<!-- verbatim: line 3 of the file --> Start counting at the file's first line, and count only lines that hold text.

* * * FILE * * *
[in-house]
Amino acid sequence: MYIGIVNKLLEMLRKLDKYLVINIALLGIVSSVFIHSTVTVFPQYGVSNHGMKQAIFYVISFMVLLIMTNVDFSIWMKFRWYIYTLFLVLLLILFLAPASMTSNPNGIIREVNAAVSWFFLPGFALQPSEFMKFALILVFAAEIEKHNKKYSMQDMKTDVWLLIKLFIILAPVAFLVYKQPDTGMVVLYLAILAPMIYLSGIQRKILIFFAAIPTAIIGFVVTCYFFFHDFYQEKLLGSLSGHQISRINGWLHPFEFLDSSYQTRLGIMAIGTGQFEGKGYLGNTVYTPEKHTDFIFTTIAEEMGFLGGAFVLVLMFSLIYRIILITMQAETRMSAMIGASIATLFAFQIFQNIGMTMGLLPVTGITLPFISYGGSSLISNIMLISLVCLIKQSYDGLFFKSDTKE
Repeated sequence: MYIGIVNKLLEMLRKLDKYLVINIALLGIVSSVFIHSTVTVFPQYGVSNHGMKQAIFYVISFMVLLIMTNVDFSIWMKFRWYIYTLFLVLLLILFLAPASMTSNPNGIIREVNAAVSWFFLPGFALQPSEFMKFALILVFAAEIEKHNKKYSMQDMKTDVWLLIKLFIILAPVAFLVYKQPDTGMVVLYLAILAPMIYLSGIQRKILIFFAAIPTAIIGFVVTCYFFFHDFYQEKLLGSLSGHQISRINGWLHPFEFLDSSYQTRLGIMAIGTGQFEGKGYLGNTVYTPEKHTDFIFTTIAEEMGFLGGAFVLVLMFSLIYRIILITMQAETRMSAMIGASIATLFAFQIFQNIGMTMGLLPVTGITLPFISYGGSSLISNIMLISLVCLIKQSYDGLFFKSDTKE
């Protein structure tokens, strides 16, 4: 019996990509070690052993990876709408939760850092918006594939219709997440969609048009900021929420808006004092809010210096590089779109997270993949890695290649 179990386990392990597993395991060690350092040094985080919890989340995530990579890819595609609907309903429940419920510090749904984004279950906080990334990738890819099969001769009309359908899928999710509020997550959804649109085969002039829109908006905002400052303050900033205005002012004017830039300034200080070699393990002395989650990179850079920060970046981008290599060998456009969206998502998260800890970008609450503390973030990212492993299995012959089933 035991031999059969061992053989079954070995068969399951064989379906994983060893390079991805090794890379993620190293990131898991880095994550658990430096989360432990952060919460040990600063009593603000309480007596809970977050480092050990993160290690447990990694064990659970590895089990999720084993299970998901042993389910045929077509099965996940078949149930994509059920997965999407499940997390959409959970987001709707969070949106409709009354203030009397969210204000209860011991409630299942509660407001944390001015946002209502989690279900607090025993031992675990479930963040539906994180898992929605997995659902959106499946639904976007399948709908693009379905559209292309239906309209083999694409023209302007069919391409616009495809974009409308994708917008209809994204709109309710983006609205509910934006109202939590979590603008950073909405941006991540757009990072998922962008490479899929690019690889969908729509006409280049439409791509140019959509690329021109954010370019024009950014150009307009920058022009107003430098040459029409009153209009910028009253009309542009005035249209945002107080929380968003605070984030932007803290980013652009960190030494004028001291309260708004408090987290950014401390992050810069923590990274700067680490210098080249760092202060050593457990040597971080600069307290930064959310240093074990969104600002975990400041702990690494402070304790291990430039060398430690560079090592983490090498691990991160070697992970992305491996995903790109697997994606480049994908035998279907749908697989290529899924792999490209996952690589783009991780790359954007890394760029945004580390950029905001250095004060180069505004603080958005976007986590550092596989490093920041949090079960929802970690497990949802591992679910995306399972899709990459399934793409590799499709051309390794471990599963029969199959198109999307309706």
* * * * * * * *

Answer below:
Repeated sequence: MYIGIVNKLLEMLRKLDKYLVINIALLGIVSSVFIHSTVTVFPQYGVSNHGMKQAIFYVISFMVLLIMTNVDFSIWMKFRWYIYTLFLVLLLILFLAPASMTSNPNGIIREVNAAVSWFFLPGFALQPSEFMKFALILVFAAEIEKHNKKYSMQDMKTDVWLLIKLFIILAPVAFLVYKQPDTGMVVLYLAILAPMIYLSGIQRKILIFFAAIPTAIIGFVVTCYFFFHDFYQEKLLGSLSGHQISRINGWLHPFEFLDSSYQTRLGIMAIGTGQFEGKGYLGNTVYTPEKHTDFIFTTIAEEMGFLGGAFVLVLMFSLIYRIILITMQAETRMSAMIGASIATLFAFQIFQNIGMTMGLLPVTGITLPFISYGGSSLISNIMLISLVCLIKQSYDGLFFKSDTKE